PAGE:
Collecting pollen from hellebore flower

How to breed hellebores

Hellebores are easy to cross-breed. Find out how to breed your own, in our guide.

A table displaying which months are best to sow, plant and harvest.
Jan Feb Mar Apr May Jun Jul Aug Sep Oct Nov Dec
To do
To do

Do not To do in January

Do To do in February

Do To do in March

Do not To do in April

Do To do in May

Do not To do in June

Do not To do in July

Do not To do in August

Do not To do in September

Do To do in October

Do To do in November

Do not To do in December

The most familiar, and widely grown hellebores, are forms of Helleborus x hybridus, which used to be Helleborus orientalis, or ‘the Lenten rose’. It’s in its glory long before Lent – even when Easter comes early – but its common name was presumably given to distinguish it from ‘The Christmas Rose’, Helleborus niger, which flowers even earlier, sometimes in December, but usually in January. One of the features that makes hellebores so prized by gardeners is that they’re so easy to cross-breed. They will hybridise by themselves, without any assistance from the gardener, creating fabulous new colours and strains. Or you can step in – no special skills required – to help create plants that are unique to your garden.

If you decide to grow your own plants, all you need are two really good hellebores and a lot of patience. If your varieties are mediocre, or you just don’t have any, treat yourself to some new ones. Either choose two quite different varieties or, if you want to concentrate on a particular characteristic or colour, choose those that display unique features. Plants can be pollinated in pots in coldframes or unheated greenhouses, or outside in the open garden. It’s warmer work when done in the greenhouse, but pollinated flowers are more prone to rotting when indoors.

When your new seedlings flower for the first time, in the depths of the winter gloom, you will have the privilege of being the first person ever to gaze at that flower. No wonder hellebores have made themselves indispensable to anyone who wants their garden to shine at this dreary time of year.

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You Will Need

  • Hellebore plants
  • Marker pen
  • Wool in different colours
  • Plant labels
  • Notepad
  • Loam-based compost
  • Horticultural grit
  • 10cm pots

Step 1

Gather pollen

Collecting pollen from hellebore flower
Collecting pollen from hellebore flower

In February or March select the plants from which you will breed your hellebore. Choose a ‘mother’ plant – the one to be pollinated, which will eventually bear the seeds – for its vigour and a good, even flower shape. Choose a ‘father’ plant – which will supply the pollen – for the colour and shape of its flowers. Rub your pen vigorously against your sleeve to produce static and place it next to the anthers – the pollen almost jumps onto the pen.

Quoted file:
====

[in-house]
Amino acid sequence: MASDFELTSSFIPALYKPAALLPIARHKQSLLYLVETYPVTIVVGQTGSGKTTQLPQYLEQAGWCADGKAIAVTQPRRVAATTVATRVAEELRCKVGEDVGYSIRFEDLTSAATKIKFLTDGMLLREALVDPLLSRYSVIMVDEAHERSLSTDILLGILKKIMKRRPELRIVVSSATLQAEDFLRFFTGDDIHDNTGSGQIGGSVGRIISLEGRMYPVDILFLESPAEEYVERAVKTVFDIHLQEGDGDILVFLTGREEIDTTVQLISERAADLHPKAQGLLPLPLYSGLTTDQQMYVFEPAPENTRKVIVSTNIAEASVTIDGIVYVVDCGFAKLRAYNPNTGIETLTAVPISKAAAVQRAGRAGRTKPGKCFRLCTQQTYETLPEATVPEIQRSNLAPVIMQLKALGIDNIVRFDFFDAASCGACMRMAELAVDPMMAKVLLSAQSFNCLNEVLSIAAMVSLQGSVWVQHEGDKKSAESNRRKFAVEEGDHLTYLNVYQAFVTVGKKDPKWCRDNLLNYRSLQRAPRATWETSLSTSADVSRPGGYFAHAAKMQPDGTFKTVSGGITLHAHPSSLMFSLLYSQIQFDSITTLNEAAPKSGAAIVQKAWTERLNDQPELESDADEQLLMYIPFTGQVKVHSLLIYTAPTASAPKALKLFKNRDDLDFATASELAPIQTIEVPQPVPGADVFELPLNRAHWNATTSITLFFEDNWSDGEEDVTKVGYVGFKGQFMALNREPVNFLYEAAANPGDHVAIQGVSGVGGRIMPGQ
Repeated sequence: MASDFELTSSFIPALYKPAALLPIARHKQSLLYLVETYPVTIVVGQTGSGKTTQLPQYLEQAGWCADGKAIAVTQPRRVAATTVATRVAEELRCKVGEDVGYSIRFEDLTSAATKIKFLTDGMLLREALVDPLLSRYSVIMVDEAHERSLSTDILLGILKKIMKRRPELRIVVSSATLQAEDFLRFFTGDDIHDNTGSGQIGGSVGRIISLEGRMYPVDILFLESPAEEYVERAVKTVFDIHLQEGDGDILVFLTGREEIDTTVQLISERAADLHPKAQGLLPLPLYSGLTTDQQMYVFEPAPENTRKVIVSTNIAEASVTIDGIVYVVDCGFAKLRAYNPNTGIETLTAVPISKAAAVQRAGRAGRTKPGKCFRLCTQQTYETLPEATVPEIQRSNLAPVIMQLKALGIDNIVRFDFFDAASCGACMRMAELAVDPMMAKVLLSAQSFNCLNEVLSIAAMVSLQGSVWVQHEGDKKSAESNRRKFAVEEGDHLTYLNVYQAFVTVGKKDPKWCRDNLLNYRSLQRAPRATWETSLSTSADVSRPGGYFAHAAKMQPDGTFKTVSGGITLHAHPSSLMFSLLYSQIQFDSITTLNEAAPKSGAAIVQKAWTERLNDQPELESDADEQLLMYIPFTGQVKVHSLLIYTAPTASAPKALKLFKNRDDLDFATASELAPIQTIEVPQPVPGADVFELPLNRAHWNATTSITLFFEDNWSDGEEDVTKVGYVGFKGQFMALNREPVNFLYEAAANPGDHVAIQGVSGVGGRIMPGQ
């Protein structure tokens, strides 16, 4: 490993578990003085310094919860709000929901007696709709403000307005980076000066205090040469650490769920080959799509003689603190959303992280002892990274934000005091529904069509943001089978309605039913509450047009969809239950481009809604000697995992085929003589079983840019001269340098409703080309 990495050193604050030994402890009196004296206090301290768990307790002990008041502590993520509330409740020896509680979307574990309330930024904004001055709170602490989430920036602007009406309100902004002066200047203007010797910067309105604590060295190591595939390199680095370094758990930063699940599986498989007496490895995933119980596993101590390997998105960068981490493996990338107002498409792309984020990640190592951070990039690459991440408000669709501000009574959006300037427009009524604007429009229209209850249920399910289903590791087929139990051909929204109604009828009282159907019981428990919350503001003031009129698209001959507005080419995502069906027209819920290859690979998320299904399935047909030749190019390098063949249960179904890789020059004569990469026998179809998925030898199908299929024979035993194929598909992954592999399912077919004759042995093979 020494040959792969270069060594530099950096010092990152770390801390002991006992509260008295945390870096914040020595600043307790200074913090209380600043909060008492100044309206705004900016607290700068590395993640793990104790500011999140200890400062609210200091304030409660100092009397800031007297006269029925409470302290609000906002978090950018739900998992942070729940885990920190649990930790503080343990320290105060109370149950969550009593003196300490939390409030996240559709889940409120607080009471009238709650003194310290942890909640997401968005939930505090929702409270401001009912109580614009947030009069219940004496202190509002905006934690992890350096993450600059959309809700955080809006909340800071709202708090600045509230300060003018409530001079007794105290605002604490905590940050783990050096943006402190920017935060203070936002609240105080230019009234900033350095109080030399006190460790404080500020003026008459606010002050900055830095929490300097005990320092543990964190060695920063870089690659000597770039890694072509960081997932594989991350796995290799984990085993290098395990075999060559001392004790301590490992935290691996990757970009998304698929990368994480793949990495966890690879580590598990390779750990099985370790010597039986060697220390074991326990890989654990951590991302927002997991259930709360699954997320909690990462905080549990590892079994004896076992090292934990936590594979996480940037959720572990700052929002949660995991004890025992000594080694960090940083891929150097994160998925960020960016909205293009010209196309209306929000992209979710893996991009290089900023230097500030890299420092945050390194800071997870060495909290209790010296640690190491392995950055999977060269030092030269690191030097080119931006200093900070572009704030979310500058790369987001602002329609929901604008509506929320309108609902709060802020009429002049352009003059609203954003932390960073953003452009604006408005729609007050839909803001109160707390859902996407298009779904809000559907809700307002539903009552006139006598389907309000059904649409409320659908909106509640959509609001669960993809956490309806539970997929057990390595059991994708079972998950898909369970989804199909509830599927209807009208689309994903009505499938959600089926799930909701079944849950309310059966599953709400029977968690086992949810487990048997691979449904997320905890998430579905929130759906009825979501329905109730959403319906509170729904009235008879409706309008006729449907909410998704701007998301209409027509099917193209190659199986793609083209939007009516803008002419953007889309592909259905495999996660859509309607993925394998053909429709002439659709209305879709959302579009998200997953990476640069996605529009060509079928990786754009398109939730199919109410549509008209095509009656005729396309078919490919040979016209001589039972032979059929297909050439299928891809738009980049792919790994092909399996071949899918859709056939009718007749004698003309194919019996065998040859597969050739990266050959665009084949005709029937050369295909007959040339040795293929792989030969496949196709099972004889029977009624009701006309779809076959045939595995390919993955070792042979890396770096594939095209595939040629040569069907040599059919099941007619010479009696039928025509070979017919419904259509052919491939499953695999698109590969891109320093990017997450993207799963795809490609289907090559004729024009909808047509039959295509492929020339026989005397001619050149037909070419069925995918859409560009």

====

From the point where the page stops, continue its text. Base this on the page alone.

Step 2

Transfer pollen

Dabbing pollen on to the central stigma
Dabbing pollen on to the central stigma

Carefully open a fat, virgin bud of the ‘mother’ plant and dab the collected pollen on to the central stigma. Close the petals and, if you can, repeat the process on three separate days.

Step 3

Mark your flowers

Tying coloured wool around the pollinated hellebore flower
Tying coloured wool around the pollinated hellebore flower

Loosely tie a bit of coloured wool behind the flower of your ‘mother’ plant so you can identify it later. Place a paper bag around the flower to stop bees adding pollen from different hellebores.

Step 4

Make a note of the parent plants

make a note of the hellebores you have cross-pollinated
Make a note of the hellebores you have cross-pollinated

In your notebook, make a note of the plants you have cross-pollinated. Also, it’s also a good idea to cut a piece of wool and tape it into the book, so you know which notes refer to which plant.

Step 5

Catch the seeds

Swollen hellebore seedpods
Swollen hellebore seedpods

Keep an eye on the developing seedpods and catch them before they fall to the ground. Sow them on the surface of moist, gritty, loam-based compost, and cover with a fine layer of grit. Keep the pots outside or in a cold frame.

Step 6

Look after the seedlings

Close up of Hellebore seedlings
Close up of Hellebore seedlings

Germination occurs the following autumn and winter. Pot the seedlings on when the first true leaves have emerged. As long as you look after the plants and they grow strongly, they should flower the following year.

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